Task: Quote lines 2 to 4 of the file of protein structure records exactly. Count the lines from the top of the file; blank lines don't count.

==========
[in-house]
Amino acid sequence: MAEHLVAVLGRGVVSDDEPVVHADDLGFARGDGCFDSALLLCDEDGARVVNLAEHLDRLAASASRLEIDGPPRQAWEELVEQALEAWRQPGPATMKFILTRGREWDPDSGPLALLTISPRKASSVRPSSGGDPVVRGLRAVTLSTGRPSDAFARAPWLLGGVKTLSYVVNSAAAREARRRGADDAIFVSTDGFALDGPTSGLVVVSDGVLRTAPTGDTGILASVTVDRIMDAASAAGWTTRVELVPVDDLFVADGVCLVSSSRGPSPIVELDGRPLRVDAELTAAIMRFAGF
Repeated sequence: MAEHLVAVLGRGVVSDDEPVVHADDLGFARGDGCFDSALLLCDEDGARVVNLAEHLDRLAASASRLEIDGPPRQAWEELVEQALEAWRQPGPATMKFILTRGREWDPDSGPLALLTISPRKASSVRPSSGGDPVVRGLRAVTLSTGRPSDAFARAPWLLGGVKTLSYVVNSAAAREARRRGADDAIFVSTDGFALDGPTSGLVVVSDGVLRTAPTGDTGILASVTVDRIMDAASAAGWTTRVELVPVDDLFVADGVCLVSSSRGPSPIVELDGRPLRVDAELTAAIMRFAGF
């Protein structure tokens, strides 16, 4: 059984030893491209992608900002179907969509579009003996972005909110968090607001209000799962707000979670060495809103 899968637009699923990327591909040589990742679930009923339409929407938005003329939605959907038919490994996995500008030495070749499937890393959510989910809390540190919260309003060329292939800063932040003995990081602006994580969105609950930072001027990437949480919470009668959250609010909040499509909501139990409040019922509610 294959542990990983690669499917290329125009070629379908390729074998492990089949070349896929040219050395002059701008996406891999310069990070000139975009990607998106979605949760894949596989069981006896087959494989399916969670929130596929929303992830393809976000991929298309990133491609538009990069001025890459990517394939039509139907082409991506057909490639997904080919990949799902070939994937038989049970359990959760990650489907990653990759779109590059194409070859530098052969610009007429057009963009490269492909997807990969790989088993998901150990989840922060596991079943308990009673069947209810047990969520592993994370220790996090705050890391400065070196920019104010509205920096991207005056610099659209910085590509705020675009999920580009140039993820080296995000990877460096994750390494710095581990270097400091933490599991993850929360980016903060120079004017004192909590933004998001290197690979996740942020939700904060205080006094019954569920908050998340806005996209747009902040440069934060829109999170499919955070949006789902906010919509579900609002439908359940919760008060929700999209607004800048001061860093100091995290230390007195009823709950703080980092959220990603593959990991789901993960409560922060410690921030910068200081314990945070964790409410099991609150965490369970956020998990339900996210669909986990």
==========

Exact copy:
Amino acid sequence: MAEHLVAVLGRGVVSDDEPVVHADDLGFARGDGCFDSALLLCDEDGARVVNLAEHLDRLAASASRLEIDGPPRQAWEELVEQALEAWRQPGPATMKFILTRGREWDPDSGPLALLTISPRKASSVRPSSGGDPVVRGLRAVTLSTGRPSDAFARAPWLLGGVKTLSYVVNSAAAREARRRGADDAIFVSTDGFALDGPTSGLVVVSDGVLRTAPTGDTGILASVTVDRIMDAASAAGWTTRVELVPVDDLFVADGVCLVSSSRGPSPIVELDGRPLRVDAELTAAIMRFAGF
Repeated sequence: MAEHLVAVLGRGVVSDDEPVVHADDLGFARGDGCFDSALLLCDEDGARVVNLAEHLDRLAASASRLEIDGPPRQAWEELVEQALEAWRQPGPATMKFILTRGREWDPDSGPLALLTISPRKASSVRPSSGGDPVVRGLRAVTLSTGRPSDAFARAPWLLGGVKTLSYVVNSAAAREARRRGADDAIFVSTDGFALDGPTSGLVVVSDGVLRTAPTGDTGILASVTVDRIMDAASAAGWTTRVELVPVDDLFVADGVCLVSSSRGPSPIVELDGRPLRVDAELTAAIMRFAGF
């Protein structure tokens, strides 16, 4: 059984030893491209992608900002179907969509579009003996972005909110968090607001209000799962707000979670060495809103 899968637009699923990327591909040589990742679930009923339409929407938005003329939605959907038919490994996995500008030495070749499937890393959510989910809390540190919260309003060329292939800063932040003995990081602006994580969105609950930072001027990437949480919470009668959250609010909040499509909501139990409040019922509610 294959542990990983690669499917290329125009070629379908390729074998492990089949070349896929040219050395002059701008996406891999310069990070000139975009990607998106979605949760894949596989069981006896087959494989399916969670929130596929929303992830393809976000991929298309990133491609538009990069001025890459990517394939039509139907082409991506057909490639997904080919990949799902070939994937038989049970359990959760990650489907990653990759779109590059194409070859530098052969610009007429057009963009490269492909997807990969790989088993998901150990989840922060596991079943308990009673069947209810047990969520592993994370220790996090705050890391400065070196920019104010509205920096991207005056610099659209910085590509705020675009999920580009140039993820080296995000990877460096994750390494710095581990270097400091933490599991993850929360980016903060120079004017004192909590933004998001290197690979996740942020939700904060205080006094019954569920908050998340806005996209747009902040440069934060829109999170499919955070949006789902906010919509579900609002439908359940919760008060929700999209607004800048001061860093100091995290230390007195009823709950703080980092959220990603593959990991789901993960409560922060410690921030910068200081314990945070964790409410099991609150965490369970956020998990339900996210669909986990």